“In keeping with Channel 40’s policy of bringing you the latest in ‘blood and guts’ and in living color, you are going to see another first—attempted suicide.”
During the summer of 1974, local television reporter Christine Chubbuck shot herself in the head on the air while presenting a live news segment at a small station in Sarasota, Florida. I’m not spoiling anything by saying Christine leads up to this jarring moment, but screenwriter Craig Shilowich and director Antonio Campos apparently aim to demonstrate why it happened. A dispositive answer never comes—it could have been a number of reasons, as the film suggests—but that’s because no one but Chubbuck knows for sure. Christine isn’t really about this singular moment, anyway—it’s an intense, sometimes humorous but thoroughly wrenching character study of the solitary woman behind it.
The first time we see Chubbuck (Rebecca Hall) is, appropriately, on a TV monitor: she’s alone in a room interviewing an imaginary Richard Nixon, aggressively grilling him on Watergate. She watches herself, taking notes on how she looks and sounds. She asks a passing colleague about her performance, probing as to whether she comes off as warm and human. This scene succinctly sets up Chubbuck’s dilemma: she wants to be a real journalist going after important newsworthy stories, not the fluff pieces about chickens she usually covers. The problem is, she doesn’t come off quite right: she’s awkward, brusque, combative, and not particularly “feminine,” characteristics that she’s all too aware thwart her chances of improving her lot with a spot as an anchor in a larger market.
Chubbuck lives with her mother (J. Smith-Cameron) and pines for a colleague, anchorman George (Michael C. Hall). She’s an idealist who fights her toxic boss (Tracy Letts) as he pushes to sensationalize the news for the sake of higher ratings. She’s obsessed with her work, which is increasingly unfulfilling. She’s also privately coming undone, something crystal clear from her depressed tendencies, wild mood swings, and bitter resentments toward others she thinks have it better in one way or another than she does.
The cast is spectacular, but it’s no surprise that Hall (Rebecca, not Michael C.) carries Christine—she has to. Hall owns the role: her performance is flawlessly mesmerizing. Resembling a severe Olive Oyl crossed with Wednesday Addams, she deftly uses body language and posture to convey Chubbuck’s uneasy and awkward intensity. Hall slowly and deliberately brings Chubbuck’s frustrations—with her boss, her career, and herself—to a rolling boil. The tone here is clinically journalistic, with the facts of Chubbuck’s situation laid out one by one and offered into evidence for the viewer to make what he or she will of them.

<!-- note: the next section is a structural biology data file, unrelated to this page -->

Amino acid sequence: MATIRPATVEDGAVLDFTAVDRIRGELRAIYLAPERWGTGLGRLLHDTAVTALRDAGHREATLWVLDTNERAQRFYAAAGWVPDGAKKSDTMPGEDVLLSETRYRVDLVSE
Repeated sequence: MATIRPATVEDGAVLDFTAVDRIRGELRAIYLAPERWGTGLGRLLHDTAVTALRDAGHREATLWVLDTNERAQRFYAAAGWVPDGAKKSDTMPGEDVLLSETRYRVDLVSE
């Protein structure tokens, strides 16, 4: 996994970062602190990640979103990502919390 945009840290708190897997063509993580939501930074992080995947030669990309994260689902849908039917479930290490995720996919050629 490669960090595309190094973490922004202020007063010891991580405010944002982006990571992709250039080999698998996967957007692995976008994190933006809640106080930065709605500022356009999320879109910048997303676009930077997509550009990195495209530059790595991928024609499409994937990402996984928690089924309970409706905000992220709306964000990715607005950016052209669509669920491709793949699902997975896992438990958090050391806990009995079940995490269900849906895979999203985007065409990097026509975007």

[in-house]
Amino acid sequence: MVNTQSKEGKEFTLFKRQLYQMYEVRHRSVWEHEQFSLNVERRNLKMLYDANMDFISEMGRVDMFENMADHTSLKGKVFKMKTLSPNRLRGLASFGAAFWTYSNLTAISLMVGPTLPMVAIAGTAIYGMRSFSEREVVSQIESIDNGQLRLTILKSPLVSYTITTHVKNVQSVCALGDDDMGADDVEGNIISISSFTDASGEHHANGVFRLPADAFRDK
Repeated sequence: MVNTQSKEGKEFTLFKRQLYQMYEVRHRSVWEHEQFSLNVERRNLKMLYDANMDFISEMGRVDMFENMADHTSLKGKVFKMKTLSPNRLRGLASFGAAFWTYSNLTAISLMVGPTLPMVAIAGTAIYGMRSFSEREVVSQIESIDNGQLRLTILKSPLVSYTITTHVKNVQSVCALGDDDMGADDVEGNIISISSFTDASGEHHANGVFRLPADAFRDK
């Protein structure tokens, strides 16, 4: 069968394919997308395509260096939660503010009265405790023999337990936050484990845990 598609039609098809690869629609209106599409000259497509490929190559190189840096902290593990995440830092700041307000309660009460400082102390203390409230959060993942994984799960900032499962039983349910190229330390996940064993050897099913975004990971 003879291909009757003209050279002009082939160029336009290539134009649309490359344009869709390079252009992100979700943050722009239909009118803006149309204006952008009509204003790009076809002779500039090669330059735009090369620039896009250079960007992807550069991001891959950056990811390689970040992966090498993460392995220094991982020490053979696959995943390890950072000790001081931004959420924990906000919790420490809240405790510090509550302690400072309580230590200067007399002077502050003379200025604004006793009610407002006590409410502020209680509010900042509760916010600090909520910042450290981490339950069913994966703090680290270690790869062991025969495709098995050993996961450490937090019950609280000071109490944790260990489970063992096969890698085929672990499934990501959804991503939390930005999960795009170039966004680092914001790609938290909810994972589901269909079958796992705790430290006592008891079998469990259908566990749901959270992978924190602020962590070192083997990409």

As I watched, I expected Christine to make some profound statement—something about the integrity of “news” in America, gender equality, idealism versus reality, mental health, all of the above. It plants the seeds, but it doesn’t quite get there—it’s either noncommittal or too subtle, I can’t tell which. About halfway through, I realized I wasn’t catching a clear message or a moral. Maybe there isn’t one. A reference to The Mary Tyler Moore Show can be interpreted as irony or cynicism, and it exemplifies Christine‘s ambiguous motive. The film has the feint whiff of exploitation, yet it still tells a lot about Christine Chubbuck and what pushed her over the edge. Christine is respectful to who she was, depicting her as far more than her final moment: she was smart, her peers respected her, she volunteered as a performer at a children’s hospital, and she struggled with many demons. If the actual event played out the way it does in this film, it was a chillingly snarky, mean way to make a point. If nothing else, Christine shows what depression can do to a person.
(AMC River East) B
Chicago International Film Festival